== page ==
But it is collecting data, and as soon as I've got some data, I'll be working on the next segment.
This is the first step towards having a platform that's actually better-moderated than the current brand of highly-centralized sites. I don't know if it'll work, but I think it will.
Please go test it out on the dev site, report issues, and when it shows up here (probably in a few days) click the button roughly daily and spend a few minutes on it. Your time will not be wasted.
Right now this site's block feature works much the same as Reddit's. But I want to change that, because it sucks.
My current proposal is:
If you block someone, you will no longer see their comments, receive PMs from them, or be notified if they reply to your comments.
This does not stop them from seeing your comments, nor does it stop them from replying to your comments.
If they attempt to reply to your comment, it will include the note "This user has blocked you. You are still welcome to reply, but your replies will be held to a stricter standard of civility."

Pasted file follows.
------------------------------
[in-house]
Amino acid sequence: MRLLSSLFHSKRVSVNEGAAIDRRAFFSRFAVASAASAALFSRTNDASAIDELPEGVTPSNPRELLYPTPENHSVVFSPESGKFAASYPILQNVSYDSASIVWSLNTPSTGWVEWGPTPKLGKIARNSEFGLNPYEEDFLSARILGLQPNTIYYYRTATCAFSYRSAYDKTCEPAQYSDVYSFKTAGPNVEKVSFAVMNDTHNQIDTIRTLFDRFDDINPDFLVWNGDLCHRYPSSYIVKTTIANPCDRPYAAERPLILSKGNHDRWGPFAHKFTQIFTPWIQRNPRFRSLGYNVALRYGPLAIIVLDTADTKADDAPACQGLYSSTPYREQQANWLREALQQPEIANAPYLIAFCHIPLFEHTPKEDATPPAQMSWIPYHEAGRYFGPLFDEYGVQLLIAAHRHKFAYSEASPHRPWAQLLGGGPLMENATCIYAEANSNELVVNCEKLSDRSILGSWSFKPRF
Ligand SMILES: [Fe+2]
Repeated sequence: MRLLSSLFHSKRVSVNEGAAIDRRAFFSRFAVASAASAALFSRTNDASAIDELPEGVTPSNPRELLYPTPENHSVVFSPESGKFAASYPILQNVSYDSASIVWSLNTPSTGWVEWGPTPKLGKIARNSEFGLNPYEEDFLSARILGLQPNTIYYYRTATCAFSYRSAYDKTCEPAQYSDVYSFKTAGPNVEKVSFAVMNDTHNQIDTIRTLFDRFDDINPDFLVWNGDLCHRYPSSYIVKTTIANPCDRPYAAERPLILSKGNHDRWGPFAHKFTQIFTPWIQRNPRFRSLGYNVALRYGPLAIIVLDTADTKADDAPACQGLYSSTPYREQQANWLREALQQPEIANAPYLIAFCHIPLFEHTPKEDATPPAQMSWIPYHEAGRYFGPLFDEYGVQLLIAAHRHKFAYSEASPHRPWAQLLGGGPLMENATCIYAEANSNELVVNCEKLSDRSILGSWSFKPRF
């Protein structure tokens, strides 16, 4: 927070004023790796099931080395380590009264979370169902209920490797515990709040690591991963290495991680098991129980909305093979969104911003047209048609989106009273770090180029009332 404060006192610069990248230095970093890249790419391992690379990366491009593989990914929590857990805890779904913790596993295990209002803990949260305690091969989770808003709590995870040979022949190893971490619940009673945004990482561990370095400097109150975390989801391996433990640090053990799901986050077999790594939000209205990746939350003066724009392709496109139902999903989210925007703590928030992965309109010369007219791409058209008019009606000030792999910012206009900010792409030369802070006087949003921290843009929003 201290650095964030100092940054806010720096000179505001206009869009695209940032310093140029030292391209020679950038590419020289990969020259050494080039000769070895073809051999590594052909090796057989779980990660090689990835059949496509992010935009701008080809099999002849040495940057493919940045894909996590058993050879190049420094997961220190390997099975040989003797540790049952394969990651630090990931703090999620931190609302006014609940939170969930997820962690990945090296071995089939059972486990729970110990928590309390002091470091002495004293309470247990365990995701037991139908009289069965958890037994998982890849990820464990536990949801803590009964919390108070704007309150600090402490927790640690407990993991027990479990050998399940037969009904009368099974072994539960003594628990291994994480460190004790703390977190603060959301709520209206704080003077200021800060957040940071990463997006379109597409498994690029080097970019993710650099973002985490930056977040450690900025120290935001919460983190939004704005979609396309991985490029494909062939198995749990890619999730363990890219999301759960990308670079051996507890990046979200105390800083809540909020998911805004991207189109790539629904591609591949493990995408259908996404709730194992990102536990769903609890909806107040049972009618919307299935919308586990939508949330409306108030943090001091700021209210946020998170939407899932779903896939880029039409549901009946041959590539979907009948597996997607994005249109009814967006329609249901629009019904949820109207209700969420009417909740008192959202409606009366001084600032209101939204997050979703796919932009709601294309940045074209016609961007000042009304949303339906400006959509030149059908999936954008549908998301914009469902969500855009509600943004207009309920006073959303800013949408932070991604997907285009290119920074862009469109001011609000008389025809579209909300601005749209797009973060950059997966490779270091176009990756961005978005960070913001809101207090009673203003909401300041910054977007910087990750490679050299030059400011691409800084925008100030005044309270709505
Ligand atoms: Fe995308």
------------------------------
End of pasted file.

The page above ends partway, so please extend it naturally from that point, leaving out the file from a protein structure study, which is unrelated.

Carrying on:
This note is accurate and we will do so.
That's the entire proposed feature. Feedback welcome!
User Flair and Usernames
We're going to start cracking down a bit on hyperpartisan or antagonistic user flair. Basically, if we'd hit you with a warning for putting it in a comment, we'll hit you with a warning for putting it in your flair. If anyone has a really good reason for us to not do this, now's the time to mention it!
Same goes for usernames. On this site, you can actually change your display username, and we're just leaving that in place. So we'll tell you to change your name if we have to. Extra for usernames: don't use a misleading or easily-confused username, okay? If it looks like you're masquerading as an existing well-known user, just stop it.
I'm currently assuming that both of these fall under our existing ruleset and don't need new rules applied. If you disagree strongly, let me know.
The Usual Stuff
Give feedback! Tell me how you're doing? Do you have questions? Do you have comments? This is the place for them!
Are you a coder and want to help out? We have a lot of work to do - come join the dev discord.
Do you have a dumb question that you're kind of embarrassed to ask in the main thread? Is there something you're just not sure about?
This is your opportunity to ask questions. No question too simple or too silly.
Culture war topics are accepted, and proposals for a better intro post are appreciated.
Submission statement: Anthropologist William Buckner discusses the social purposes and methods of duelling in various societies.